Bench Memos

Today’s Eighth Amendment Ruling Against Mandatory Life Without Parole

Extending its ever-evolving, and ever less coherent, Eighth Amendment jurisprudence, the Supreme Court ruled today, by a 5-4 vote in Miller v. Alabama, that it is unconstitutional to establish a mandatory life-without-parole sentence for any category of murder committed by a person younger than 18 (otherwise known, if only in this context, as a “juvenile”). The Court’s ruling—majority opinion by Justice Kagan, joined by Kennedy, Ginsburg, Breyer, and Sotomayor—invalidated contrary aspects of sentencing regimes established by 28 States and the federal government.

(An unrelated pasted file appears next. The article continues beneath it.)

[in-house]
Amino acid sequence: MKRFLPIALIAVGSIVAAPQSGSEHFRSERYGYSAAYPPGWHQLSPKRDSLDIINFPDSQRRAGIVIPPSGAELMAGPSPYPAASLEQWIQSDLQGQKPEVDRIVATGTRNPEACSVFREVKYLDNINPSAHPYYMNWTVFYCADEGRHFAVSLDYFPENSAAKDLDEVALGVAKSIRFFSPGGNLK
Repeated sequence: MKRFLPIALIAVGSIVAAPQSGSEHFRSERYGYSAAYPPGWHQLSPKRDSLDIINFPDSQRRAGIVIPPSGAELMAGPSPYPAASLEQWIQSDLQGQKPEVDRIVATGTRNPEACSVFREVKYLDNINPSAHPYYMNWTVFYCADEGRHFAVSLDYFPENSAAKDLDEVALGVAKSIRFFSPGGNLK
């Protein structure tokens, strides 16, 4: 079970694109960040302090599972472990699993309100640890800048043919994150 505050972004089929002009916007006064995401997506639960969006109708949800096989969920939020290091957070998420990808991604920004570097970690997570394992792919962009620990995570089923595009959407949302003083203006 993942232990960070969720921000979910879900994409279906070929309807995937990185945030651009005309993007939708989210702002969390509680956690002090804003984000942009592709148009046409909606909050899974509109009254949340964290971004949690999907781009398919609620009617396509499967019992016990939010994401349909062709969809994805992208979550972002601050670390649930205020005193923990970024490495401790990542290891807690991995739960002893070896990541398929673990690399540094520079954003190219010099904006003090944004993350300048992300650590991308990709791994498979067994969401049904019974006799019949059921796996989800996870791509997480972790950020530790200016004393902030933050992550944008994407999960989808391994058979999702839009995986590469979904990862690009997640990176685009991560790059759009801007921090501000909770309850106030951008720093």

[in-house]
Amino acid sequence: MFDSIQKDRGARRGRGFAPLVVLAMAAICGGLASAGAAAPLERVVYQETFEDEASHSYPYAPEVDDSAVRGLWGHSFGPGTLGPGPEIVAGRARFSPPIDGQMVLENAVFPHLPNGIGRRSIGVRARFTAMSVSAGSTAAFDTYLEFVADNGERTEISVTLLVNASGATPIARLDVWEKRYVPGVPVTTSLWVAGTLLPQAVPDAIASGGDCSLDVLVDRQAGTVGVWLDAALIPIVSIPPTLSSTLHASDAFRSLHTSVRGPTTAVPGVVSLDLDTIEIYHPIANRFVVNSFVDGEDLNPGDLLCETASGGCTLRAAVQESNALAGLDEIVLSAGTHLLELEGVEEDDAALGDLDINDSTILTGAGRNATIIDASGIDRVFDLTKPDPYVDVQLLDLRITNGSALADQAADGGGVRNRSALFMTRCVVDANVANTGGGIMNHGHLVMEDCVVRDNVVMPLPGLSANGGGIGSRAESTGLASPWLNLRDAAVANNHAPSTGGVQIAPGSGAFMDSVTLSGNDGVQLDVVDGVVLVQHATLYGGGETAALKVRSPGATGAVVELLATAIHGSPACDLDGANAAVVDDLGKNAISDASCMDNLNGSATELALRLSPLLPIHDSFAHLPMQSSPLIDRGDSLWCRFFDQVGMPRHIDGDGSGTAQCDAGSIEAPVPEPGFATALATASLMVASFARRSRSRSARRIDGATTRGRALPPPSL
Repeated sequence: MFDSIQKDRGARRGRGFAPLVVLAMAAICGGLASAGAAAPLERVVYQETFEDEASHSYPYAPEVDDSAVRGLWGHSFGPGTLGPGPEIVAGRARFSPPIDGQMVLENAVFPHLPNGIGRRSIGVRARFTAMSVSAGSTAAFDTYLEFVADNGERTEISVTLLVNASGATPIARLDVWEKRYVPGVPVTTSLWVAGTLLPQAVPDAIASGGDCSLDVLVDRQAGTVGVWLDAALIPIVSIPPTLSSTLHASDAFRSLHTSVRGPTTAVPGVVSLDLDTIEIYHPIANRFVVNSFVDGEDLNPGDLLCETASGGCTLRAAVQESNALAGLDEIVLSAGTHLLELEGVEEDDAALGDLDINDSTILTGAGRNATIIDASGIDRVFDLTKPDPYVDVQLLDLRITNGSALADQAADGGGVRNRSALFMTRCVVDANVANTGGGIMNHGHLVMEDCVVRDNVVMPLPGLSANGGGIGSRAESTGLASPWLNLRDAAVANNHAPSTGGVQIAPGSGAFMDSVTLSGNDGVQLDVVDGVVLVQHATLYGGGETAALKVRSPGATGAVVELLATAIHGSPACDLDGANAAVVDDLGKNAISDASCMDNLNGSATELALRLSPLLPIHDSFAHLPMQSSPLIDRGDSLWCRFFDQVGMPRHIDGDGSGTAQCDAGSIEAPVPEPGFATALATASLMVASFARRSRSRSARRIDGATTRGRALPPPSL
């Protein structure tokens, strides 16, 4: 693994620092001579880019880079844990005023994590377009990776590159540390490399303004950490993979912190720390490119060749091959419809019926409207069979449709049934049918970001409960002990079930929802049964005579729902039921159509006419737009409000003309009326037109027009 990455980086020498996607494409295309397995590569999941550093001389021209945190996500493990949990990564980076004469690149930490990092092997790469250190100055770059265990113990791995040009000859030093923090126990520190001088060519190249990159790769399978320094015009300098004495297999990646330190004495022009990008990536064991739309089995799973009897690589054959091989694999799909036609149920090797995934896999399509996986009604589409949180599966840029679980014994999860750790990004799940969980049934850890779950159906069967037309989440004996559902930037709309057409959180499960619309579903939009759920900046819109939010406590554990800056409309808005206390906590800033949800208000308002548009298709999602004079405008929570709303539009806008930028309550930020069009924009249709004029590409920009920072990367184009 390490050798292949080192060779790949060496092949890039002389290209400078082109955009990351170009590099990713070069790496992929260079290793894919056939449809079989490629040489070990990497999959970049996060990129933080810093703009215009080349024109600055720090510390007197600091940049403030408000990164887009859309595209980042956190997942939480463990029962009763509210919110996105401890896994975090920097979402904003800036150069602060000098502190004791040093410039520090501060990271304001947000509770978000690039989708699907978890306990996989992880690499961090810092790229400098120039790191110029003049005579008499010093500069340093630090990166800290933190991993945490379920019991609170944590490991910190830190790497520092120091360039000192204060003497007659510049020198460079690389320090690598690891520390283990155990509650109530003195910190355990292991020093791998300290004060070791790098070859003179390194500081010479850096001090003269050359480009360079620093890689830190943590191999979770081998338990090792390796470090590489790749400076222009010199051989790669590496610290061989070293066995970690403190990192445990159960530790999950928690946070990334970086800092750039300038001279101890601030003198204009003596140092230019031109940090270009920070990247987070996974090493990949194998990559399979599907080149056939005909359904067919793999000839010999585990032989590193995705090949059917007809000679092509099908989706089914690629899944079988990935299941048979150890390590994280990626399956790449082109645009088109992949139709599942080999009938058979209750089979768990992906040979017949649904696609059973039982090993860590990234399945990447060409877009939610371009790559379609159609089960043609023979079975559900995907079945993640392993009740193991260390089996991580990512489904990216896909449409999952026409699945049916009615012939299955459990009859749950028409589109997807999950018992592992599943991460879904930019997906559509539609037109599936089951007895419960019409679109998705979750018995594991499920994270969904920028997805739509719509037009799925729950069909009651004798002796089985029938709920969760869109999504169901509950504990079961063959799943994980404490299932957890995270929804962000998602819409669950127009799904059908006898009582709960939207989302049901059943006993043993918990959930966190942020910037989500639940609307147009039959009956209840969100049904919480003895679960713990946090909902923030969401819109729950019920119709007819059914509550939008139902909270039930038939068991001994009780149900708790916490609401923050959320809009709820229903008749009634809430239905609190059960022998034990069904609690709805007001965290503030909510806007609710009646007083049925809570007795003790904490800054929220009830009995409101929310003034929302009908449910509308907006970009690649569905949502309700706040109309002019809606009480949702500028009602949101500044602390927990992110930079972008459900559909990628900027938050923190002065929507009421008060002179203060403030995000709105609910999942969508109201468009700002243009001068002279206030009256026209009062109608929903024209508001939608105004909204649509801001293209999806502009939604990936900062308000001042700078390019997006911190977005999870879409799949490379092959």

The majority declined to address the argument that the Eighth Amendment requires a categorical bar on the discretionary imposition on a juvenile of life without parole, but it volunteered that “appropriate occasions for sentencing juveniles to this harshest possible penalty” (the death penalty already having been categorically deemed off limits) “will be uncommon.”

In his lead dissent (joined by Scalia, Thomas, and Alito), the Chief Justice objected that the Court “invokes [the Eighth] Amendment to ban a punishment that the Court itself does not characterize as unusual, and that could not plausibly be described as such.” Justices Thomas and Alito added their own dissents, each also joined by Scalia.


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